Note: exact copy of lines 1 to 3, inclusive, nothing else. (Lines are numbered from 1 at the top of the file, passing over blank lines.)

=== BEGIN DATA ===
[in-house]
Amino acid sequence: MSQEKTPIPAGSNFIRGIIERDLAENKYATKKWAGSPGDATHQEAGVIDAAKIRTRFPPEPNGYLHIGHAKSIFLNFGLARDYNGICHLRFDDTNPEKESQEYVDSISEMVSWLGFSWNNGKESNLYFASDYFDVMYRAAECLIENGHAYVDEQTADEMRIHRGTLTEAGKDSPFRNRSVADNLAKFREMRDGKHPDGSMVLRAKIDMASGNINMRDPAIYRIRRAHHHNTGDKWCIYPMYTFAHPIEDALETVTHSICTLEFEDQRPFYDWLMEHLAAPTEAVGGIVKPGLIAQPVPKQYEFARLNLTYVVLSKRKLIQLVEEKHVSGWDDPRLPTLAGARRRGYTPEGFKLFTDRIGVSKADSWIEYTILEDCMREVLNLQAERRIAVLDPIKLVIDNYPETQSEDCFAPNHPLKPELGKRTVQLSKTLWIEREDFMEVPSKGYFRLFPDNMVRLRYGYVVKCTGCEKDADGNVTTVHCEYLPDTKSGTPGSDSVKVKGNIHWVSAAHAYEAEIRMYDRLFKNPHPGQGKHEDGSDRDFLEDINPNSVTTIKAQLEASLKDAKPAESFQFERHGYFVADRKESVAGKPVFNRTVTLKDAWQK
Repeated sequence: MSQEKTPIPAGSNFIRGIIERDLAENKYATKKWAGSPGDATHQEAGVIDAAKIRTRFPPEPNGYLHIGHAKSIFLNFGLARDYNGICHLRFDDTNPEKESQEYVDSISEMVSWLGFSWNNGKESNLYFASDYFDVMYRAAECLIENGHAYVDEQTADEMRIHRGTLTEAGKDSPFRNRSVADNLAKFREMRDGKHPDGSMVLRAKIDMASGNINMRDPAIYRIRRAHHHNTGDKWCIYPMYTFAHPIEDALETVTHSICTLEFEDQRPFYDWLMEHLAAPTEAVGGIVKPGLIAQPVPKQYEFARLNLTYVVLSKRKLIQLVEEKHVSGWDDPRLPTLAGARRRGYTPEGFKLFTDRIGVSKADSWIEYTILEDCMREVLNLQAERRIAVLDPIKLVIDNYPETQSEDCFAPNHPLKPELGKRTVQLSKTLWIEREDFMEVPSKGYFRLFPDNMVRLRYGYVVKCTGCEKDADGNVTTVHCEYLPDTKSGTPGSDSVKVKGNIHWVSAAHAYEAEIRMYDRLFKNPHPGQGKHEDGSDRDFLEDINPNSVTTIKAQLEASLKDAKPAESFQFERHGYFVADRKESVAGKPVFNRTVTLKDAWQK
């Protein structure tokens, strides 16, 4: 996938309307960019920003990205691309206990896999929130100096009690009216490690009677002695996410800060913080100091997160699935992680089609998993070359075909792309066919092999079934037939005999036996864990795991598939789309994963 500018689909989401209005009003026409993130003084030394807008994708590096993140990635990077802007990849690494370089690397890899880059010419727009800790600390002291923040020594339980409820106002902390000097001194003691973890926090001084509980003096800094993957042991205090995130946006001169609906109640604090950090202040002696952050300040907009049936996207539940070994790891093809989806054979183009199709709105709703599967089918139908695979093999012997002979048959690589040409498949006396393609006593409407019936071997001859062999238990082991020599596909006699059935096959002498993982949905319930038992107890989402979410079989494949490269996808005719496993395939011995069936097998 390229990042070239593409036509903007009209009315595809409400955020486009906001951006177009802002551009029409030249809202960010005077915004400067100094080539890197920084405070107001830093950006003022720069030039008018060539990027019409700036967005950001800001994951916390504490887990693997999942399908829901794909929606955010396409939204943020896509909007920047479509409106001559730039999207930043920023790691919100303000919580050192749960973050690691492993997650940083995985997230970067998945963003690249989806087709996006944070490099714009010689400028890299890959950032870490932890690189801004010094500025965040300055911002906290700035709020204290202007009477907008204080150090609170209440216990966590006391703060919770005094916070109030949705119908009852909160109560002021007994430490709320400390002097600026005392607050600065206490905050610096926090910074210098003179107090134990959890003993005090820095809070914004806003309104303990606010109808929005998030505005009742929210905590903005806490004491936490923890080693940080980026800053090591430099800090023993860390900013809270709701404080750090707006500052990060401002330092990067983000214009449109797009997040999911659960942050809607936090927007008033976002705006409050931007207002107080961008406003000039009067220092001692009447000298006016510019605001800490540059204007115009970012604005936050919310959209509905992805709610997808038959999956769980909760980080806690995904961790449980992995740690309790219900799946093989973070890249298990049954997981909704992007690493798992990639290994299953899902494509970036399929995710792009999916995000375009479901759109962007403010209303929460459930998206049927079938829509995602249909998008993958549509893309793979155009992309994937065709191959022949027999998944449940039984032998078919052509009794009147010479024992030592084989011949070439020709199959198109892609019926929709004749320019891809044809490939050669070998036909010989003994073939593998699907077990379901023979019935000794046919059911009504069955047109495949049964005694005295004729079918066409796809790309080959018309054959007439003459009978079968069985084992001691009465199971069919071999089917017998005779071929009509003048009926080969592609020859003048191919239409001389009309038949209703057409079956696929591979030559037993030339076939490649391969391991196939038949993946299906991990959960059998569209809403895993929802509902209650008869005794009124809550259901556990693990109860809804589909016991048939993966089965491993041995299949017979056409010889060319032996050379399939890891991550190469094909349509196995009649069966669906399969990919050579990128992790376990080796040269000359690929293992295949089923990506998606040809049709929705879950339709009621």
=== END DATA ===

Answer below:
[in-house]
Amino acid sequence: MSQEKTPIPAGSNFIRGIIERDLAENKYATKKWAGSPGDATHQEAGVIDAAKIRTRFPPEPNGYLHIGHAKSIFLNFGLARDYNGICHLRFDDTNPEKESQEYVDSISEMVSWLGFSWNNGKESNLYFASDYFDVMYRAAECLIENGHAYVDEQTADEMRIHRGTLTEAGKDSPFRNRSVADNLAKFREMRDGKHPDGSMVLRAKIDMASGNINMRDPAIYRIRRAHHHNTGDKWCIYPMYTFAHPIEDALETVTHSICTLEFEDQRPFYDWLMEHLAAPTEAVGGIVKPGLIAQPVPKQYEFARLNLTYVVLSKRKLIQLVEEKHVSGWDDPRLPTLAGARRRGYTPEGFKLFTDRIGVSKADSWIEYTILEDCMREVLNLQAERRIAVLDPIKLVIDNYPETQSEDCFAPNHPLKPELGKRTVQLSKTLWIEREDFMEVPSKGYFRLFPDNMVRLRYGYVVKCTGCEKDADGNVTTVHCEYLPDTKSGTPGSDSVKVKGNIHWVSAAHAYEAEIRMYDRLFKNPHPGQGKHEDGSDRDFLEDINPNSVTTIKAQLEASLKDAKPAESFQFERHGYFVADRKESVAGKPVFNRTVTLKDAWQK
Repeated sequence: MSQEKTPIPAGSNFIRGIIERDLAENKYATKKWAGSPGDATHQEAGVIDAAKIRTRFPPEPNGYLHIGHAKSIFLNFGLARDYNGICHLRFDDTNPEKESQEYVDSISEMVSWLGFSWNNGKESNLYFASDYFDVMYRAAECLIENGHAYVDEQTADEMRIHRGTLTEAGKDSPFRNRSVADNLAKFREMRDGKHPDGSMVLRAKIDMASGNINMRDPAIYRIRRAHHHNTGDKWCIYPMYTFAHPIEDALETVTHSICTLEFEDQRPFYDWLMEHLAAPTEAVGGIVKPGLIAQPVPKQYEFARLNLTYVVLSKRKLIQLVEEKHVSGWDDPRLPTLAGARRRGYTPEGFKLFTDRIGVSKADSWIEYTILEDCMREVLNLQAERRIAVLDPIKLVIDNYPETQSEDCFAPNHPLKPELGKRTVQLSKTLWIEREDFMEVPSKGYFRLFPDNMVRLRYGYVVKCTGCEKDADGNVTTVHCEYLPDTKSGTPGSDSVKVKGNIHWVSAAHAYEAEIRMYDRLFKNPHPGQGKHEDGSDRDFLEDINPNSVTTIKAQLEASLKDAKPAESFQFERHGYFVADRKESVAGKPVFNRTVTLKDAWQK